Posted by follow the money, a resident of the Menlo Park: other neighborhood, on May 17, 2012 at 11:58 am
Bob and Joanna, you never supported Keith to begin with, but she has far more local support now than when she ran for council. One or two anonymous people may feel empowered by complaining, but readers of this forum will not take you seriously.
Keith is not abandoning Menlo Park after 1+ years as Bob states. Take a look at her bio. Keith volunteered on the Menlo Park Community Mediation Services Committee, Housing Commission and Planning Commissions for ten years before running for office. She has stated that she only entered both races after being encouraged to do so by others. Her campaign finances show this is the case. Her fundraising, in both races, began long after the filing period.
Posted by Menlo Moderate, a resident of the Menlo Park: Sharon Heights neighborhood, on May 17, 2012 at 12:28 pm
Keith has less than a 1 1/2 years on the Menlo park City Council. Unlike Keith, Carlos Romero, in November, will have 4 solid years on the East Palo Alto City Council with a full year under his belt as mayor. Prior to his being elected as mayor, he was chair and vice chair of the East Palo Alto Redevelopment Agency, served on and chaired the cityís Planning Commission for 6 years, and was a member and chair of the East Palo Alto Rent Stabilization Board for 4 years. Currently, Romero chairs the Cityís Housing and Economic Development committees.
Romero is the Vice Chair of City/County Association of Governments (C/CAG) of San Mateo County, and Vice Chair of the Dumbarton Rail Policy Advisory committee for Alameda and San Mateo counties. He is a board member of the Peninsula Traffic Congestion Relief Alliance comprised of 17 San Mateo County cities, and is an alternate board member on the San Francisquito Creek Joint Powers Authority.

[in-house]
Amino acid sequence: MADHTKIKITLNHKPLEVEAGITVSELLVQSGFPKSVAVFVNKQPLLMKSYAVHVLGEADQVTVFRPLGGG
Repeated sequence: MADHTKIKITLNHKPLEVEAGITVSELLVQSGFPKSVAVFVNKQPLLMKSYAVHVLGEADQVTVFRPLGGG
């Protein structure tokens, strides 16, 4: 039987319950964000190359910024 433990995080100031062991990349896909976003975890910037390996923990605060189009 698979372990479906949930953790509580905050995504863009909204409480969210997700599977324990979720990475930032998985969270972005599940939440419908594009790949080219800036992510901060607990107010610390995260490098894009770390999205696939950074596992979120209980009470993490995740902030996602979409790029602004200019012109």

For three and one-half years, he served on the nine county Metropolitan Transportation Commissionís advisory committees, and chaired its Equity Analysis subcommittee. He is an active participant in the Silicon Valley Leadership Group, focusing on their Housing, Land Use and Transportation policy areas.
While Keith has some relevant experience the depth and breadth of experience that Romero has is vastly superior to Keith's. Carlos Romero is by far the best qualified candidate for the Board of Supervisors.
Posted by NFOguy, a resident of the Menlo Park: Fair Oaks neighborhood, on May 17, 2012 at 4:29 pm
Andy Cohn anyone? He often seems to be a lone dissenter, and understands the underdogs (like those in unincorporated Menlo Park that put up with the city's decisions to have FB in our our or EPA's face). He has an economics educated background not just seat of the pants temporary budgeting view. Any feedback?
Posted by CommunityMinded, a resident of another community, on May 17, 2012 at 7:07 pm